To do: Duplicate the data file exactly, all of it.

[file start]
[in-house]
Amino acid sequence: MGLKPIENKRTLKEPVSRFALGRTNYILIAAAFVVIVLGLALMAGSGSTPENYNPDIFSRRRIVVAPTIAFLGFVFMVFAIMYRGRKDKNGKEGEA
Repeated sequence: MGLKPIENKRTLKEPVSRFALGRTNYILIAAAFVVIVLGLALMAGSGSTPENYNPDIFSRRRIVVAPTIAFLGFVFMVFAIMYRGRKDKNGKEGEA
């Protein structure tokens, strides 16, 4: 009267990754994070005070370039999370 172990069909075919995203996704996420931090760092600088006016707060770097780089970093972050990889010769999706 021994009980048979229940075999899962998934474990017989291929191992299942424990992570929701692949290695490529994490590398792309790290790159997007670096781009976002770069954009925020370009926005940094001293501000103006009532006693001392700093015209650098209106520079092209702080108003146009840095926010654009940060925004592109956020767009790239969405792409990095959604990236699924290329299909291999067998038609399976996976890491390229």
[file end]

[in-house]
Amino acid sequence: MGLKPIENKRTLKEPVSRFALGRTNYILIAAAFVVIVLGLALMAGSGSTPENYNPDIFSRRRIVVAPTIAFLGFVFMVFAIMYRGRKDKNGKEGEA
Repeated sequence: MGLKPIENKRTLKEPVSRFALGRTNYILIAAAFVVIVLGLALMAGSGSTPENYNPDIFSRRRIVVAPTIAFLGFVFMVFAIMYRGRKDKNGKEGEA
């Protein structure tokens, strides 16, 4: 009267990754994070005070370039999370 172990069909075919995203996704996420931090760092600088006016707060770097780089970093972050990889010769999706 021994009980048979229940075999899962998934474990017989291929191992299942424990992570929701692949290695490529994490590398792309790290790159997007670096781009976002770069954009925020370009926005940094001293501000103006009532006693001392700093015209650098209106520079092209702080108003146009840095926010654009940060925004592109956020767009790239969405792409990095959604990236699924290329299909291999067998038609399976996976890491390229």